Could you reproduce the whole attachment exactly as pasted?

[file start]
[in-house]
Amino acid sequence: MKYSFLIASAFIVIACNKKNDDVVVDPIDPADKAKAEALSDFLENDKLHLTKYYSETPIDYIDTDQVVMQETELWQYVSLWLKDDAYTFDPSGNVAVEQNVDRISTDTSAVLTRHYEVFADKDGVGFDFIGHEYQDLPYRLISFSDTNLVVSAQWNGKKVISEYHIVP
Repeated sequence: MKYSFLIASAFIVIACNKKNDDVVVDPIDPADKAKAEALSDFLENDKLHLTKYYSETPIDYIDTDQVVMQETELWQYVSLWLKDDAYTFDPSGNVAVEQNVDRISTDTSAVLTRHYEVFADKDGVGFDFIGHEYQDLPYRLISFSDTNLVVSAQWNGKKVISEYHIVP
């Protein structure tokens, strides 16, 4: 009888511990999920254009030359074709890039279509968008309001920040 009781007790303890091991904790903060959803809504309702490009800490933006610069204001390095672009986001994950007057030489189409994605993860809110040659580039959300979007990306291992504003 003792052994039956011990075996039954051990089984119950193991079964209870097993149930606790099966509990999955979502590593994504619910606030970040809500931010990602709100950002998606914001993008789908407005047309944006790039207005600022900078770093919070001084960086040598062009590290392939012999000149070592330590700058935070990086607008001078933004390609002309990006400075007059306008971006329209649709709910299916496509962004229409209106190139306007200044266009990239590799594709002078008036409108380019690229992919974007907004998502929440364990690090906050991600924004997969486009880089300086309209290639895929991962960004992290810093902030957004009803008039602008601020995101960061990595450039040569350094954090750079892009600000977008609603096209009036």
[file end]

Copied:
[in-house]
Amino acid sequence: MKYSFLIASAFIVIACNKKNDDVVVDPIDPADKAKAEALSDFLENDKLHLTKYYSETPIDYIDTDQVVMQETELWQYVSLWLKDDAYTFDPSGNVAVEQNVDRISTDTSAVLTRHYEVFADKDGVGFDFIGHEYQDLPYRLISFSDTNLVVSAQWNGKKVISEYHIVP
Repeated sequence: MKYSFLIASAFIVIACNKKNDDVVVDPIDPADKAKAEALSDFLENDKLHLTKYYSETPIDYIDTDQVVMQETELWQYVSLWLKDDAYTFDPSGNVAVEQNVDRISTDTSAVLTRHYEVFADKDGVGFDFIGHEYQDLPYRLISFSDTNLVVSAQWNGKKVISEYHIVP
């Protein structure tokens, strides 16, 4: 009888511990999920254009030359074709890039279509968008309001920040 009781007790303890091991904790903060959803809504309702490009800490933006610069204001390095672009986001994950007057030489189409994605993860809110040659580039959300979007990306291992504003 003792052994039956011990075996039954051990089984119950193991079964209870097993149930606790099966509990999955979502590593994504619910606030970040809500931010990602709100950002998606914001993008789908407005047309944006790039207005600022900078770093919070001084960086040598062009590290392939012999000149070592330590700058935070990086607008001078933004390609002309990006400075007059306008971006329209649709709910299916496509962004229409209106190139306007200044266009990239590799594709002078008036409108380019690229992919974007907004998502929440364990690090906050991600924004997969486009880089300086309209290639895929991962960004992290810093902030957004009803008039602008601020995101960061990595450039040569350094954090750079892009600000977008609603096209009036």